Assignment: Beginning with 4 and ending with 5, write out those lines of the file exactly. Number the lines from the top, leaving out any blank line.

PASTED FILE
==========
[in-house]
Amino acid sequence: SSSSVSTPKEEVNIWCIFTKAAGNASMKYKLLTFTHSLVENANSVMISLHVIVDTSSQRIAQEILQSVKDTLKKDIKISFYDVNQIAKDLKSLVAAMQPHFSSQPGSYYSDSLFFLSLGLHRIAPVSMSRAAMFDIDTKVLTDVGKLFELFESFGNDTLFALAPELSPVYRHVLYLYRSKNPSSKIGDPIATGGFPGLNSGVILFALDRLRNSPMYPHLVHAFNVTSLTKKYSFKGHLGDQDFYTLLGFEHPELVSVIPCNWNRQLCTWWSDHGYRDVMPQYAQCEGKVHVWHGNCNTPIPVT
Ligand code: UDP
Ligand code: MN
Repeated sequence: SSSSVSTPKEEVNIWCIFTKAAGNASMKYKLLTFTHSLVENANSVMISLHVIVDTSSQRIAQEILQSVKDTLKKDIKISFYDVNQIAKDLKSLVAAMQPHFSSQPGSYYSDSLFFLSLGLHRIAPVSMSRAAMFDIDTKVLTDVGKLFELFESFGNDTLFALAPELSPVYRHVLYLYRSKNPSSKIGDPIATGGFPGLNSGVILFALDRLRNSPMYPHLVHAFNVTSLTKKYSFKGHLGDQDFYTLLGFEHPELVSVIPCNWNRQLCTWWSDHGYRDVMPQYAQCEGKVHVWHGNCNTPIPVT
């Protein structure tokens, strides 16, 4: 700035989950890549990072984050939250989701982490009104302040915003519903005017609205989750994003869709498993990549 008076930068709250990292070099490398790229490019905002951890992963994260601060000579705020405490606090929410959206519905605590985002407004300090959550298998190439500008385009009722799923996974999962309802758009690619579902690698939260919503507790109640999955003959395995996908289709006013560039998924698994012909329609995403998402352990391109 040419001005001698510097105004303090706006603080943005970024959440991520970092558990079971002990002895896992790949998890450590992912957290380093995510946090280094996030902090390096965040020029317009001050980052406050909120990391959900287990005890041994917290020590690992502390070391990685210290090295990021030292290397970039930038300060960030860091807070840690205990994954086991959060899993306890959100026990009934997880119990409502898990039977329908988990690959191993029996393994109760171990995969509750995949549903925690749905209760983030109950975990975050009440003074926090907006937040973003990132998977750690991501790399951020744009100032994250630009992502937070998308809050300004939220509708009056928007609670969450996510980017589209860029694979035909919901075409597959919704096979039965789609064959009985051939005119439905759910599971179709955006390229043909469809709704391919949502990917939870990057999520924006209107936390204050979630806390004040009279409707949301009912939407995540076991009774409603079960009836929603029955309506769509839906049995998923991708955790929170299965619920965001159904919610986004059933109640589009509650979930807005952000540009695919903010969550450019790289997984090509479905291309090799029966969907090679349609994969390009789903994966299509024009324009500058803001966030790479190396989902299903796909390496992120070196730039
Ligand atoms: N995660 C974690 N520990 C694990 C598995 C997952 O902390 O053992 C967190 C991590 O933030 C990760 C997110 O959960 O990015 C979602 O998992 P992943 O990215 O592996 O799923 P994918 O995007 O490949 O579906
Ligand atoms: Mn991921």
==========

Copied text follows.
Ligand code: MN
Repeated sequence: SSSSVSTPKEEVNIWCIFTKAAGNASMKYKLLTFTHSLVENANSVMISLHVIVDTSSQRIAQEILQSVKDTLKKDIKISFYDVNQIAKDLKSLVAAMQPHFSSQPGSYYSDSLFFLSLGLHRIAPVSMSRAAMFDIDTKVLTDVGKLFELFESFGNDTLFALAPELSPVYRHVLYLYRSKNPSSKIGDPIATGGFPGLNSGVILFALDRLRNSPMYPHLVHAFNVTSLTKKYSFKGHLGDQDFYTLLGFEHPELVSVIPCNWNRQLCTWWSDHGYRDVMPQYAQCEGKVHVWHGNCNTPIPVT